Kintyre, is a long, narrow peninsula in Argyllshire which divides the Hebrides from the Firth of Clyde, of which it forms the western wall. Kintyre itself stretches some 30 miles from East Loch Tarbert in the north down to the Mull of Kintyre in the south. The region immediately north of Kintyre is known as Knapdale, and if Knapdale is included then the peninsula is as long again.
The name "Kintyre" is Gaelic, in which it is Cinn Tìre.
Kintyre is long and narrow; at its broadest it is 11 miles from its west to its east coast, and most of the reach of the land is eight miles across. Between the coasts the central spine of the peninsula is hilly moorland; a great, long mountain whose peaks rise up, reaching 1,490 feet high at Beinn an Tuirc.
The coastal areas and hinterland are rich and fertile. As such, Kintyre has long been a prized area for settlers, including the early Scots who migrated from Ulster to western Scotland and the Norsemen who conquered and settled the area just before the start of the second millennium.
The principal town of Kintyre is Campbeltown, about 5½ miles by road from the Mull, which has been a royal burgh since the mid-18th century. The area's economy has long relied on fishing and farming, although Campbeltown has a reputation as a producer of some of the world's finest single malt whisky. Campbeltown Single Malts.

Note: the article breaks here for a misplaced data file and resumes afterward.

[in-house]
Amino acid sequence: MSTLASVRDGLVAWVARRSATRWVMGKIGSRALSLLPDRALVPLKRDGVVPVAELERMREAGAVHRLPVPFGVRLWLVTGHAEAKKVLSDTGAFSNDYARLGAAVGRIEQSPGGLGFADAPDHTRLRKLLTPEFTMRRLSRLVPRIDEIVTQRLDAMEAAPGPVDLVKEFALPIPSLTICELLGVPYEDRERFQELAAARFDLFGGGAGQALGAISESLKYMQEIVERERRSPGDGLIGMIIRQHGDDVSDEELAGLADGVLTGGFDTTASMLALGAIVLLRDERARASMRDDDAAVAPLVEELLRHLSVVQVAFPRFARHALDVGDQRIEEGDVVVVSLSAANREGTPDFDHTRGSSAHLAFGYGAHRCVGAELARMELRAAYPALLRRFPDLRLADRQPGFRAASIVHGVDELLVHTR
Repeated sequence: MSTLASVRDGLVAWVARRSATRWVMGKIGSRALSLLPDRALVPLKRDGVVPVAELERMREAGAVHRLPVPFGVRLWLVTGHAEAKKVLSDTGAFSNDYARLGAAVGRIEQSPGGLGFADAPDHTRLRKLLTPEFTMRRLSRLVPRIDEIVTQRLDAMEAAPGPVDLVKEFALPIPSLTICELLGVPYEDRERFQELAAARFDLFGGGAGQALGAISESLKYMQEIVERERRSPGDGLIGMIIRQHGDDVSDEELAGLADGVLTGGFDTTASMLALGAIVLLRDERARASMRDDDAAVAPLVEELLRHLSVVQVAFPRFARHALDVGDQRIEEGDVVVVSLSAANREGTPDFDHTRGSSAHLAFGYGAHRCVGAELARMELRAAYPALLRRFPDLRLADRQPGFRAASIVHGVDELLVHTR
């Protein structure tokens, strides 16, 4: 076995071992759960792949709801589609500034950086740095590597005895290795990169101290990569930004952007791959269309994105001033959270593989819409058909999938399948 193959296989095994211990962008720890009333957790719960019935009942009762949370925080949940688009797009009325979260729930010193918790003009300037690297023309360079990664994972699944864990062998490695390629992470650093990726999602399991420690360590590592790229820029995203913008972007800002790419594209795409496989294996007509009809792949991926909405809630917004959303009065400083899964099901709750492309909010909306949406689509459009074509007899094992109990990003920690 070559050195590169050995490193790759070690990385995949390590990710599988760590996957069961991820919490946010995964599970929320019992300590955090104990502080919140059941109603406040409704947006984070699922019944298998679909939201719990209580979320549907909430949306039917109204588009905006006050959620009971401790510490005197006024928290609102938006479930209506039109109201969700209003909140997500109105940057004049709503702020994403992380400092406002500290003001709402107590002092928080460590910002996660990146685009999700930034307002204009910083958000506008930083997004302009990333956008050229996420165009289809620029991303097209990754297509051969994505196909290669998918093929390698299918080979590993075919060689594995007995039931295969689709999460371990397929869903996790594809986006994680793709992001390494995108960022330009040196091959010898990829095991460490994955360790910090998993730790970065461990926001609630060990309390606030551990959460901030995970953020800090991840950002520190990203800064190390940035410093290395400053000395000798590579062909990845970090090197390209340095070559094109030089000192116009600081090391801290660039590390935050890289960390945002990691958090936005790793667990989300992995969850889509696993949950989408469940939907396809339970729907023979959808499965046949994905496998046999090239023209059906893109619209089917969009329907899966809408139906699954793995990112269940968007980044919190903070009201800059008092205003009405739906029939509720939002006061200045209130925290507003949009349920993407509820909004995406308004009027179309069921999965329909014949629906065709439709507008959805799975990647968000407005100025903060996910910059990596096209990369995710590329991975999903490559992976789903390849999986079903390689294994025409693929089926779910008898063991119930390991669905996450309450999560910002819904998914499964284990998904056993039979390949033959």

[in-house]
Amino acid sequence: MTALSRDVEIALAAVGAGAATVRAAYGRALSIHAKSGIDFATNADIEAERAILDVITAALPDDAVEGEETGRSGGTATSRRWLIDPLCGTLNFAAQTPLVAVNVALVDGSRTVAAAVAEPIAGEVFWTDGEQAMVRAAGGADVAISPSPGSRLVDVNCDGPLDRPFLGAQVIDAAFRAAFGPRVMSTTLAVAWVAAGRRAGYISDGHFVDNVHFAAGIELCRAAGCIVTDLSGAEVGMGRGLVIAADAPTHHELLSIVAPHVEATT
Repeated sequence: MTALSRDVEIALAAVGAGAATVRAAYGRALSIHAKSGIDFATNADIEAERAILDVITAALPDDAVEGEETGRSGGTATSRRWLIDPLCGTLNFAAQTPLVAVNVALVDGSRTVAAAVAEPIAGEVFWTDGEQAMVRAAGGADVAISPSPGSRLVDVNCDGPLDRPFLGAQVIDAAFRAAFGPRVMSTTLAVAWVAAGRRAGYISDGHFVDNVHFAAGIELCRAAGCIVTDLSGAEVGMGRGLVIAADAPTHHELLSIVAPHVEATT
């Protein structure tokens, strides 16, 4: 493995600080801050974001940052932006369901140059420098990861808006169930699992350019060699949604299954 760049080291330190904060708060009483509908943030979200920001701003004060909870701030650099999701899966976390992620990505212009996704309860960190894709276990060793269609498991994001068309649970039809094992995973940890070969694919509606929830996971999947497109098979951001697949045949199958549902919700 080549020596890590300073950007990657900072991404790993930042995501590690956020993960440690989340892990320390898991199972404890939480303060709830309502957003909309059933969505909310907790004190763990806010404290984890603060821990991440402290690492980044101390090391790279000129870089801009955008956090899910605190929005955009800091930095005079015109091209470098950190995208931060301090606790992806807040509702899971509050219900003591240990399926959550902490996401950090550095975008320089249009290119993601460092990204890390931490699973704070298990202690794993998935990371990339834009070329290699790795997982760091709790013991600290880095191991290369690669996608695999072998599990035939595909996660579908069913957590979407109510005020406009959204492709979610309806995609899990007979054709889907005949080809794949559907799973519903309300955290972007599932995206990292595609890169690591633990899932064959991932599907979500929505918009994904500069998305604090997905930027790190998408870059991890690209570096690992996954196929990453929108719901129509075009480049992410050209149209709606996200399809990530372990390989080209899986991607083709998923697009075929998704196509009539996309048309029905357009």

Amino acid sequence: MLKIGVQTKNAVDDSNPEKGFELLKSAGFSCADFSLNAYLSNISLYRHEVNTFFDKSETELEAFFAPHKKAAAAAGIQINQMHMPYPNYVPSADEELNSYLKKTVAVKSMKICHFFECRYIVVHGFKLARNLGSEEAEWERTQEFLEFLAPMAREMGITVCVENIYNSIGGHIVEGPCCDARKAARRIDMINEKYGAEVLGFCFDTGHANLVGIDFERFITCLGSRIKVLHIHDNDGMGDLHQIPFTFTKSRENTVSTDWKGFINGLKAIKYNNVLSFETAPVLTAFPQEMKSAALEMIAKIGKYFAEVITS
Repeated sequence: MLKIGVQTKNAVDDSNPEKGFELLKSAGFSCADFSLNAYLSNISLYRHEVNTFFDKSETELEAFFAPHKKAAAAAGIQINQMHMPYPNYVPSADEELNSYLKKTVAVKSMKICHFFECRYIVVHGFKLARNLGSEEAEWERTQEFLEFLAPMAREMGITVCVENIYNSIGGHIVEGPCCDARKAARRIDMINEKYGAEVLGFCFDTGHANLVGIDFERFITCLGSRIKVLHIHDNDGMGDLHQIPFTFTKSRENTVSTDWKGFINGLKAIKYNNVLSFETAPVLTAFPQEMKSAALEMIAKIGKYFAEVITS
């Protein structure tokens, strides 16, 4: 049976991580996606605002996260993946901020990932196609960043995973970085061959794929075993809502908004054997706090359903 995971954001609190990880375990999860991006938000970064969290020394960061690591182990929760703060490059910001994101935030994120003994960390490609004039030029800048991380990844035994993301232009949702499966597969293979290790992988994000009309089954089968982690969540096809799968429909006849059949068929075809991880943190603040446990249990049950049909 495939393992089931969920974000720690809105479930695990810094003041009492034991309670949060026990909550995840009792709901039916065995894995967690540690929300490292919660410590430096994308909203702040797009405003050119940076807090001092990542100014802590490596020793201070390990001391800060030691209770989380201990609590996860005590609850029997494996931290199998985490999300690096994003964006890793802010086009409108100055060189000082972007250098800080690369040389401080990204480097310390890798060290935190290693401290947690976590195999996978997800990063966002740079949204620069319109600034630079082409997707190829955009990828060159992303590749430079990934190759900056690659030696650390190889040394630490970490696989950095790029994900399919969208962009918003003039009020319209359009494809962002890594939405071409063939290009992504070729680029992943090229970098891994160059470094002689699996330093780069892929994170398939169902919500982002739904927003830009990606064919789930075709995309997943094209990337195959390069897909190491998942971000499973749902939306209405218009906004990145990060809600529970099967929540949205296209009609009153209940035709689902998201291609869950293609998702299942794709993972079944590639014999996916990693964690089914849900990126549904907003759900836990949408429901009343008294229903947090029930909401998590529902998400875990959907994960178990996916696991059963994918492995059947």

The peninsula has given its name to the Kintyre Pursuivant of Arms in Ordinary; one of the officers of arms at the Court of the Lord Lyon.
Towns and villages in Kintyre
Magnus Barefoot makes Kintyre an island
In the late 11th century, according to the Norse sagas, King Magnus III of Norway ("Magnus Barefoot") forced upon the King of the Scots a treaty whereby all the islands off the west coast of Scotland between which and the mainland he could pass in a vessel with her rudder shipped, should be held to belong to the king of Norway. The King then had a skiff drawn across the mile-broad isthmus in the north of Kintyre between East Loch Tarbert and West Loch Tarbert while he sat at the helm with the tiller in his hand. Thus he could claim possession of Kintyre as an island. (The same trick was played, according to the Orkneyinga Saga, by the legendary sea-king Beiti to claim a peninsula at Namdalseid in Norway.)
The Norse sagas assert that the arrangement was made with King Malcolm, but this would in fact have been at the beginning of the reign of King Edgar of Scotland
Mull of Kintyre
The Mull is the great headland at the south end of the peninsula. It was made world-famous in 1977 by Paul McCartney's eponymous song.
The Mull is the end of the high, rounded hill which makes the southernmost and broadest part of Kintyre. The Mull itself is the south-westernmost tip of Kintyre where Beinn na Lice tumbles down to the sea, some 10 miles from Campbeltown and 8 miles beyond the southernmost village of the peninsula, Southend, from which a single-track road winds up to the top of Beinn na Lice.